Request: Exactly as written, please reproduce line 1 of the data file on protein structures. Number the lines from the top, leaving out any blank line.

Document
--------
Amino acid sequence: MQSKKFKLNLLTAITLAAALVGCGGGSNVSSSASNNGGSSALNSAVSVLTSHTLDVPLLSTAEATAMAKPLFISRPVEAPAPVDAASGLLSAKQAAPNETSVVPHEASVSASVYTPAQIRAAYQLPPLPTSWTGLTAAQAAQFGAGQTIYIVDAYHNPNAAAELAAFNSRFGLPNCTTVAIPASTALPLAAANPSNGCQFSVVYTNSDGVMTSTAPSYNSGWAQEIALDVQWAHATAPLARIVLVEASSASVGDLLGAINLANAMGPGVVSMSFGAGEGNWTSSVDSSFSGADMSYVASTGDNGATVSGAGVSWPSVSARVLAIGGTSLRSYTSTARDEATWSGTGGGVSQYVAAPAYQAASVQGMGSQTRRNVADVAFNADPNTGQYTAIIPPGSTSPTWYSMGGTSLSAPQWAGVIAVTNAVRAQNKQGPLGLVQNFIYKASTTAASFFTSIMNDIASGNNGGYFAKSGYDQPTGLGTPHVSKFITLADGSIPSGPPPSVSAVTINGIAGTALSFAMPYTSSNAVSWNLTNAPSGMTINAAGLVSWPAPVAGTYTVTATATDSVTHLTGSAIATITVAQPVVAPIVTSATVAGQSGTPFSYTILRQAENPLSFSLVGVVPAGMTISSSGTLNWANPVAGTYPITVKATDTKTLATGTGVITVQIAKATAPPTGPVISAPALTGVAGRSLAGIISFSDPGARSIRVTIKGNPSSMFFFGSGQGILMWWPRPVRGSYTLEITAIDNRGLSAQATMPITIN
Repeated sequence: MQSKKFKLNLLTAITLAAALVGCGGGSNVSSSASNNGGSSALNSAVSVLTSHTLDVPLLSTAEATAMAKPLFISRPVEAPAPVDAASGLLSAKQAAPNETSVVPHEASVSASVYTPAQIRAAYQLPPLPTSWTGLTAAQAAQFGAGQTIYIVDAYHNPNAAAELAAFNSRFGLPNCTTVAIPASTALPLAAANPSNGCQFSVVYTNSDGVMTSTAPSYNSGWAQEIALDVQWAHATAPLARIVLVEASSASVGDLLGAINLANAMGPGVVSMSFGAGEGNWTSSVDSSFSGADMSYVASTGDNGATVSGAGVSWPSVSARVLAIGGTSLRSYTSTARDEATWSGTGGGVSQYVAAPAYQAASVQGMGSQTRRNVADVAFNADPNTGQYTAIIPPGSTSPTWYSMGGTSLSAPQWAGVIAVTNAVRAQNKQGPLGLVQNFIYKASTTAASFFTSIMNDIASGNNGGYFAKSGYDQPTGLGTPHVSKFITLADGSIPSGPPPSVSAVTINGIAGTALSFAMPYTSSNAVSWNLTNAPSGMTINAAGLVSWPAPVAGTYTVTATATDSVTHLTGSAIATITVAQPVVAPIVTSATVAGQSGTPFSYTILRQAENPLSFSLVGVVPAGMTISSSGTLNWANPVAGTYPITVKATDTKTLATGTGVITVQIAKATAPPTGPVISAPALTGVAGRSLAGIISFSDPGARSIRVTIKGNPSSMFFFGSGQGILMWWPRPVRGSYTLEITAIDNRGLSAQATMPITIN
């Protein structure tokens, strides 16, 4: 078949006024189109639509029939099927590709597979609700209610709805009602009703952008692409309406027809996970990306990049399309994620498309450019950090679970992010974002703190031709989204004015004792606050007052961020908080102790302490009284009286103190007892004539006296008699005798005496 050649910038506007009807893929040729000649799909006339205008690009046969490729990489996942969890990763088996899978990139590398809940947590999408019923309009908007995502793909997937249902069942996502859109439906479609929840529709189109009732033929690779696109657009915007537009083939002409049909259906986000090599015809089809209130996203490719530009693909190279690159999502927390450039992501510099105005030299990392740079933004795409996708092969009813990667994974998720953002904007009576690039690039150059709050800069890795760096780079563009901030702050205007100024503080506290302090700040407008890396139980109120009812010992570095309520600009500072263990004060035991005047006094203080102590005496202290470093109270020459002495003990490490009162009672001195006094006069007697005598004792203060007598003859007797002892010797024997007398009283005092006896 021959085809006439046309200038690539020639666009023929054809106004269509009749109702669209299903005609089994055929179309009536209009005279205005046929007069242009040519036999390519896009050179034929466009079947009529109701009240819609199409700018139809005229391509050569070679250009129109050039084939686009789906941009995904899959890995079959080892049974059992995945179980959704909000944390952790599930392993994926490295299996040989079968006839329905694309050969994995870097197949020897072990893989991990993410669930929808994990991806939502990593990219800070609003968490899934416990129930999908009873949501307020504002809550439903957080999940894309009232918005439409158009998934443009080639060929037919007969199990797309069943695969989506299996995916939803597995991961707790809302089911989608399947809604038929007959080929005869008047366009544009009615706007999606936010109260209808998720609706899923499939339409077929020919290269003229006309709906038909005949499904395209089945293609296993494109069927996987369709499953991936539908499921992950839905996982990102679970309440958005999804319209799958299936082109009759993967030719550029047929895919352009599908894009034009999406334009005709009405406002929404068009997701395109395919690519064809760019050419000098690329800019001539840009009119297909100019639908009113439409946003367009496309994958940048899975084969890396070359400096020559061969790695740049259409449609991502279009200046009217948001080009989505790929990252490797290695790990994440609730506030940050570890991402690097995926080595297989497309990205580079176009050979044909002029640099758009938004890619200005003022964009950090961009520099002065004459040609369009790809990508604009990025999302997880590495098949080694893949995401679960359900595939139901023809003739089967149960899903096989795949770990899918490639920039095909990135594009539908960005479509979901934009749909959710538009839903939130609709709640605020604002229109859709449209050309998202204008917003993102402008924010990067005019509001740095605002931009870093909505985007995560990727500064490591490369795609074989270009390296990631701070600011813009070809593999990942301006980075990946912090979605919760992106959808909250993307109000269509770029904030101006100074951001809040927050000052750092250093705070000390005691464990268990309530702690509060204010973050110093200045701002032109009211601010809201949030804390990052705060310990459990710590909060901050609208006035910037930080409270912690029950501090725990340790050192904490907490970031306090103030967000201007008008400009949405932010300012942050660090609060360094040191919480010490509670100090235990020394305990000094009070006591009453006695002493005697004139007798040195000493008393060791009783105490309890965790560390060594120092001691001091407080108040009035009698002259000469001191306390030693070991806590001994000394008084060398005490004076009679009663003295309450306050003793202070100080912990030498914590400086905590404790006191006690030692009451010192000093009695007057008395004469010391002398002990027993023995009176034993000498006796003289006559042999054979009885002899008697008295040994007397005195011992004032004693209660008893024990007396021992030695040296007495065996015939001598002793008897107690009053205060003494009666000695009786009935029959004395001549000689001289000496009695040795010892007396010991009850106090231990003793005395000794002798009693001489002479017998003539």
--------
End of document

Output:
Amino acid sequence: MQSKKFKLNLLTAITLAAALVGCGGGSNVSSSASNNGGSSALNSAVSVLTSHTLDVPLLSTAEATAMAKPLFISRPVEAPAPVDAASGLLSAKQAAPNETSVVPHEASVSASVYTPAQIRAAYQLPPLPTSWTGLTAAQAAQFGAGQTIYIVDAYHNPNAAAELAAFNSRFGLPNCTTVAIPASTALPLAAANPSNGCQFSVVYTNSDGVMTSTAPSYNSGWAQEIALDVQWAHATAPLARIVLVEASSASVGDLLGAINLANAMGPGVVSMSFGAGEGNWTSSVDSSFSGADMSYVASTGDNGATVSGAGVSWPSVSARVLAIGGTSLRSYTSTARDEATWSGTGGGVSQYVAAPAYQAASVQGMGSQTRRNVADVAFNADPNTGQYTAIIPPGSTSPTWYSMGGTSLSAPQWAGVIAVTNAVRAQNKQGPLGLVQNFIYKASTTAASFFTSIMNDIASGNNGGYFAKSGYDQPTGLGTPHVSKFITLADGSIPSGPPPSVSAVTINGIAGTALSFAMPYTSSNAVSWNLTNAPSGMTINAAGLVSWPAPVAGTYTVTATATDSVTHLTGSAIATITVAQPVVAPIVTSATVAGQSGTPFSYTILRQAENPLSFSLVGVVPAGMTISSSGTLNWANPVAGTYPITVKATDTKTLATGTGVITVQIAKATAPPTGPVISAPALTGVAGRSLAGIISFSDPGARSIRVTIKGNPSSMFFFGSGQGILMWWPRPVRGSYTLEITAIDNRGLSAQATMPITIN